AutoWeek has obtained a copy of a letter written to MMC by F1 boss Bernie Ecclestone, dated March 24, 2010. It reads in part: “The superior quality of your existing four-mile racetrack, combined with your proximity to New York City, makes MMC an excellent candidate to host the FIA Formula One World Championship. While we discussed the basic terms between F1 and MMC, we understand that the next critical stage is your local and state government's support to this endeavor.

“New York is our preferred venue for a USA round of the FIA Formula One World Championship. We hope that you are able to quickly secure the commitments required so that we can have our inaugural MMC F1 event by 2012.

“Before you start the necessary modifications to your circuit, we must agree [on] the outstanding issues and sign a formal agreement. Quite obviously you would want to do this for your own protection.

“I look forward to visiting with you soon.”

According to another letter written by MMC president Ari Strauss, he and MMC chairman Bill McMichael met with Ecclestone a few months ago to talk about hosting a Grand Prix, with an eye toward a long-term, 10-year deal. Hermann Tilke, the architect of F1's modern venues, visited MMC and reported that the facility is capable of hosting F1, though expansion and modifications are necessary.

In an interview with AutoWeek last Friday, McMichael said he understands skepticism about the plan, but pointed out that New York City is 90 minutes away from MMC--under normal traffic conditions, that is--and is a natural fit for F1, and that the track could draw from 50 million people living within a 200-mile radius.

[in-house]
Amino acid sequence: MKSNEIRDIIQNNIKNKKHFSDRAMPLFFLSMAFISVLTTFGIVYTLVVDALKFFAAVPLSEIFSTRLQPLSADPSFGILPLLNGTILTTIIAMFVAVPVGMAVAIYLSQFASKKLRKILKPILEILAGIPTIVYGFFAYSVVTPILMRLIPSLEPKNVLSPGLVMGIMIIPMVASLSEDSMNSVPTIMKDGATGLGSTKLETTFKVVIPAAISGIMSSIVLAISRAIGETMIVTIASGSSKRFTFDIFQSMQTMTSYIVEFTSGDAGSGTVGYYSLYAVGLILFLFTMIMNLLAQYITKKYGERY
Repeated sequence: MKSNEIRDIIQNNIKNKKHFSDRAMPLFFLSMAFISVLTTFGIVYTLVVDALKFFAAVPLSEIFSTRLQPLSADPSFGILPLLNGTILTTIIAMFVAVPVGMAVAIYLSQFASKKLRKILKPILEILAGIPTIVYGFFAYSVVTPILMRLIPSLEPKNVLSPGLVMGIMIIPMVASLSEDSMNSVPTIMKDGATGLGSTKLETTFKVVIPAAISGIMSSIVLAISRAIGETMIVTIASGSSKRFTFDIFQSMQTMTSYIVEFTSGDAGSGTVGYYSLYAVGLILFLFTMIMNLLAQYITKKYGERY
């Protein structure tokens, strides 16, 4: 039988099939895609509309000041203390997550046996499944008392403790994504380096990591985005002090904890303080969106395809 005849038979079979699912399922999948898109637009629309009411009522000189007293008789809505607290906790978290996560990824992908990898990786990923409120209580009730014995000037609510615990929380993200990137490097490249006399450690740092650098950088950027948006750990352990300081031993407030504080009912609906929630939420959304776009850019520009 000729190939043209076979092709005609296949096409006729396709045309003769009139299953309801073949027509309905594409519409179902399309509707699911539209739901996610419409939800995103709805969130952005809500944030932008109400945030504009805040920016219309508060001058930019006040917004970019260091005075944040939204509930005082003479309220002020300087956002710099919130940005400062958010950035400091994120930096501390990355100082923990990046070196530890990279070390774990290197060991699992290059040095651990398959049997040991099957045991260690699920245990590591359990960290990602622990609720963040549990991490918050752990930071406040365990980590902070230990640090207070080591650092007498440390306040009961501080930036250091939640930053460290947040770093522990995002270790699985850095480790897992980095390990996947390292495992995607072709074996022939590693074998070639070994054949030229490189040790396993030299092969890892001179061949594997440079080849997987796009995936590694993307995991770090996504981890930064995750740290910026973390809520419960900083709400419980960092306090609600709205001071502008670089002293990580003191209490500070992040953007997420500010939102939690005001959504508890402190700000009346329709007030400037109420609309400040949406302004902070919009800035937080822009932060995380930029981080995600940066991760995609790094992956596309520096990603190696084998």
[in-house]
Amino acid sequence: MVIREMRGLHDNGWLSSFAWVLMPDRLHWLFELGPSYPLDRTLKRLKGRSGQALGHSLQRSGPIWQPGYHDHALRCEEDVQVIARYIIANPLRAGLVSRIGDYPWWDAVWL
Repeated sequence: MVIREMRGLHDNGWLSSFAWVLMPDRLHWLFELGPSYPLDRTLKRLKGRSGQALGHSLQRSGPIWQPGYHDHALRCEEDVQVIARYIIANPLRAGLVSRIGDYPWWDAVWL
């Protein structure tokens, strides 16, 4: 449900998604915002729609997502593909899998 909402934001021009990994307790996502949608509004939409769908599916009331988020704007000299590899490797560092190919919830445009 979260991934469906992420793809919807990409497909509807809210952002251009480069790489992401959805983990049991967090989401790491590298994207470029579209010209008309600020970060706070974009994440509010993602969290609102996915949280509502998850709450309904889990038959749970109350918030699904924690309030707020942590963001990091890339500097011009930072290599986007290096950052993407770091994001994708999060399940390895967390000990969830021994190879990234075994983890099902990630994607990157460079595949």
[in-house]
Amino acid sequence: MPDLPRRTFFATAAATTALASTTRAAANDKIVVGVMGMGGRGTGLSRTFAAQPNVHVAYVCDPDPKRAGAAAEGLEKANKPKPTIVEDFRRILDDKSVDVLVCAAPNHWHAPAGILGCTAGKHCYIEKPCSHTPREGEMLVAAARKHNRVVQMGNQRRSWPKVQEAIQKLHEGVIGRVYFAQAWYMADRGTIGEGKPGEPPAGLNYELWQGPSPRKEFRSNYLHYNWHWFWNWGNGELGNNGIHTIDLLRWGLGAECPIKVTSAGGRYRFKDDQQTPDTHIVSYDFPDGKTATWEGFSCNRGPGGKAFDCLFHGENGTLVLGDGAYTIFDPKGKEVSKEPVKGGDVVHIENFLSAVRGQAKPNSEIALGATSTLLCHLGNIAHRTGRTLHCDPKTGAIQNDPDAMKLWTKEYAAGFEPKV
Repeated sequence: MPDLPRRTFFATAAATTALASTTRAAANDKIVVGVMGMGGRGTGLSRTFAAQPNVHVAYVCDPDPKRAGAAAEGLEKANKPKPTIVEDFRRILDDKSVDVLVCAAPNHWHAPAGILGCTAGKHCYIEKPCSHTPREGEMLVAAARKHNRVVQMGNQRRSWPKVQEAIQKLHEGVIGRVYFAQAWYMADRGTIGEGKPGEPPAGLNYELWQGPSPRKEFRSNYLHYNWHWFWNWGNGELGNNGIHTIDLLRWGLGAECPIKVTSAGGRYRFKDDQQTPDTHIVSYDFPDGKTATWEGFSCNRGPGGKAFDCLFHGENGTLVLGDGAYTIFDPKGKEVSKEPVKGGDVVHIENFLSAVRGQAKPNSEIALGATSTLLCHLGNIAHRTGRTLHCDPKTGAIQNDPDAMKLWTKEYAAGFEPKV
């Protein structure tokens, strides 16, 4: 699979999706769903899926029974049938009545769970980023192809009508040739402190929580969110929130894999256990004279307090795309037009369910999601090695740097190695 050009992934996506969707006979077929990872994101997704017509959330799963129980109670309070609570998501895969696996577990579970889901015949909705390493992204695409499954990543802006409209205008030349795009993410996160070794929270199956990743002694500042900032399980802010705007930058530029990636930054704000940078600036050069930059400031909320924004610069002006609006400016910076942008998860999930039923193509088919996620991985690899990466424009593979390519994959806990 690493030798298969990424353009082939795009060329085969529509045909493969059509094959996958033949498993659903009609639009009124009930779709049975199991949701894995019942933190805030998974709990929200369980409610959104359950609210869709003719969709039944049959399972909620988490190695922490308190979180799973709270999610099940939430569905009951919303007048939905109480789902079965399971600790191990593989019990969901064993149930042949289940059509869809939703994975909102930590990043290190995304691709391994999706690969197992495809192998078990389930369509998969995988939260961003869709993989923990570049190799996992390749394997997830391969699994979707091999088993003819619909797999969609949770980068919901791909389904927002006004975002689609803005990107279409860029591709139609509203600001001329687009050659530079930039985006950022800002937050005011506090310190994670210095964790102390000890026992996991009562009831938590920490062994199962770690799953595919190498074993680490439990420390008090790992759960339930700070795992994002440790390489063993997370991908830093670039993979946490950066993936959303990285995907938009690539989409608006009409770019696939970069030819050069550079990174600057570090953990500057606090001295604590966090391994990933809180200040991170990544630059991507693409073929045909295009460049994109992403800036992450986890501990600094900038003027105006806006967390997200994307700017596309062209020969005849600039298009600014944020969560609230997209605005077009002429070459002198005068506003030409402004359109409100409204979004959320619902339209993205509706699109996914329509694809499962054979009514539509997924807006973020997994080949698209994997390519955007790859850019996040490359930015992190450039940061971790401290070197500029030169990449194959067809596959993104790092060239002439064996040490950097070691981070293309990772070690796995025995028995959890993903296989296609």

Asked whether the two-lane roads leading to the circuit are fit to accommodate a Grand Prix, he said, “If you look at some other major circuits around the world, a lot of them have two-lane roads going in and out. . . . But like any major event, we'd have a traffic plan in place. . . . When you have 125,000 or 150,000 people show up for anything, it's gonna be busy. Certainly our highways systems, we think, can handle it.”

McMichael said that early estimates point to a required investment of $100 million to $150,000 million to prepare MMC to host F1, and that the money would come from a combination of public and private financing--which he said he believes is worth it, based on a potential $100-million-plus economic impact on the region each year of the deal. He declined to specify exactly what such a financing package might entail.

McMichael said plans must fall into place within “the next several months” for there to be any chance of hosting a race in 2012.

Formula One last raced in the United States in 2007, at Indianapolis Motor Speedway, which hosted the event for eight years. Autoweek.com

The long track at Monticello is 3.5-miles long
05/20/10 A letter has gone out to members of New York's Monticello Motor Club, an exclusive driving resort race track ninety miles from Manhattan, informing them of progress in talks to bring the US Grand Prix to the facility for 10 years, starting in 2012.